Moons : Charon

Pluto Moons : Charon

Charon is named for the mythological figure who ferried the dead across the River Acheron into Hades (the underworld). Charon was discovered in 1978 by Jim Christy. Prior to that it was thought that Pluto was much larger since the images of Charon and Pluto were blurred together.

Charon is unusual in that it is the largest moon with respect to its primary planet in the Solar System. Some prefer to think of Pluto-Charon as a double planet rather than a planet and a moon. Pluto and Charon are also unique in that not only does Charon rotate synchronously but Pluto does, too: they both keep the same face toward one another.

Remarkable new details of Charon are revealed in this image from New Horizons Long Range Reconnaissance Imager (LORRI), taken late on July 13, 2015 from a distance of 289,000 miles. New Horizons traveled more than three billion miles over nine-and-a-half years to reach the Pluto system.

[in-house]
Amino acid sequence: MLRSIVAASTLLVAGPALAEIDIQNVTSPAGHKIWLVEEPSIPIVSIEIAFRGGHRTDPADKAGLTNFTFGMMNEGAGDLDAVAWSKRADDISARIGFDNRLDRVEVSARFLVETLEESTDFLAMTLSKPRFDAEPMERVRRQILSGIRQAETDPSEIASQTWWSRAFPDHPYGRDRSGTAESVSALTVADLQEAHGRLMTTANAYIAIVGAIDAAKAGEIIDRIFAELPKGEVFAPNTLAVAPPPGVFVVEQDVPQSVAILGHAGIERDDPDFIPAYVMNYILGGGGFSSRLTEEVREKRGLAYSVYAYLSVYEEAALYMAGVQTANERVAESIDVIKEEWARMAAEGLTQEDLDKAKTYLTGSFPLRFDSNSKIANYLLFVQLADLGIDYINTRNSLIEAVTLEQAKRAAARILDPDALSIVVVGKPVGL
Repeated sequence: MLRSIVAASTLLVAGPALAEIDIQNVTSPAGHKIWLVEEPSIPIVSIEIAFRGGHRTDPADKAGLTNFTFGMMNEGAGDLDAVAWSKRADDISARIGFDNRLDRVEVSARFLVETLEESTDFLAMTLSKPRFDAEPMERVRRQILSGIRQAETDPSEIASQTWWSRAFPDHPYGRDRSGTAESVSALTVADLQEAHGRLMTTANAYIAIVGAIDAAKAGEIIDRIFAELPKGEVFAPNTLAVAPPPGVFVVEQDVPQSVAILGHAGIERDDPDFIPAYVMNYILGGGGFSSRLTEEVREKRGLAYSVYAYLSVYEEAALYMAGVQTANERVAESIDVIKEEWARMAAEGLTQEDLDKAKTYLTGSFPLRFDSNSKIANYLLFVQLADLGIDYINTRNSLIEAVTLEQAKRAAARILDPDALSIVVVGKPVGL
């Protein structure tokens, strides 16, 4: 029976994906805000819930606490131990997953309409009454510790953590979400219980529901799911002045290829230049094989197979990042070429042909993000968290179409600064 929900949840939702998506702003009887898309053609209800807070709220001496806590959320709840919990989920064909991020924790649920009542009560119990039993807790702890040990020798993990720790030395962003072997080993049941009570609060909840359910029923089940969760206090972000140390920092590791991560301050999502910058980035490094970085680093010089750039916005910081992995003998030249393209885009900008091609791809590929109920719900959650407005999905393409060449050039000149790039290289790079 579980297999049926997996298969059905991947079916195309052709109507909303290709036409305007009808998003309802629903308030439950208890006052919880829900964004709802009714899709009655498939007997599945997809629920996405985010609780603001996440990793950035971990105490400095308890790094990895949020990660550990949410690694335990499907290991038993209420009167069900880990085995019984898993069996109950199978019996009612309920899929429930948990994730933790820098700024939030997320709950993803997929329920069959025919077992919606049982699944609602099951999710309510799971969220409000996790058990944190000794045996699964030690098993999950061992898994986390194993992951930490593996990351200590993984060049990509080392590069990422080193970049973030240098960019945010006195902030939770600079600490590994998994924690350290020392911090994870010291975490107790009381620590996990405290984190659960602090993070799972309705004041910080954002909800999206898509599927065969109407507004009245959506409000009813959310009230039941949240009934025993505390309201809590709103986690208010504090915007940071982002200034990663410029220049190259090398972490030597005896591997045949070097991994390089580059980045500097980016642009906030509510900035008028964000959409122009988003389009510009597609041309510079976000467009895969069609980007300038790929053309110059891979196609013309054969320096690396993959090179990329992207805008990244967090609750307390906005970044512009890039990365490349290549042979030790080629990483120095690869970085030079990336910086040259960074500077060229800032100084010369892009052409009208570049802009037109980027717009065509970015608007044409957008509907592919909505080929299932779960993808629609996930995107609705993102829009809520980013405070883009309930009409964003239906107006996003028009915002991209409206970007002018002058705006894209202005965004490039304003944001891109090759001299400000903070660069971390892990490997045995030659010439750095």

Mission scientists are surprised by the apparent lack of craters on Charon. South of the moon's equator, at the bottom of this image, terrain is lit by the slanting rays of the sun, creating shadows that make it easier to distinguish topography. Even here, however, relatively few craters are visible, indicating a relatively young surface that has been reshaped by geologic activity.



19 May 2019 : : Pluto Moons : Charon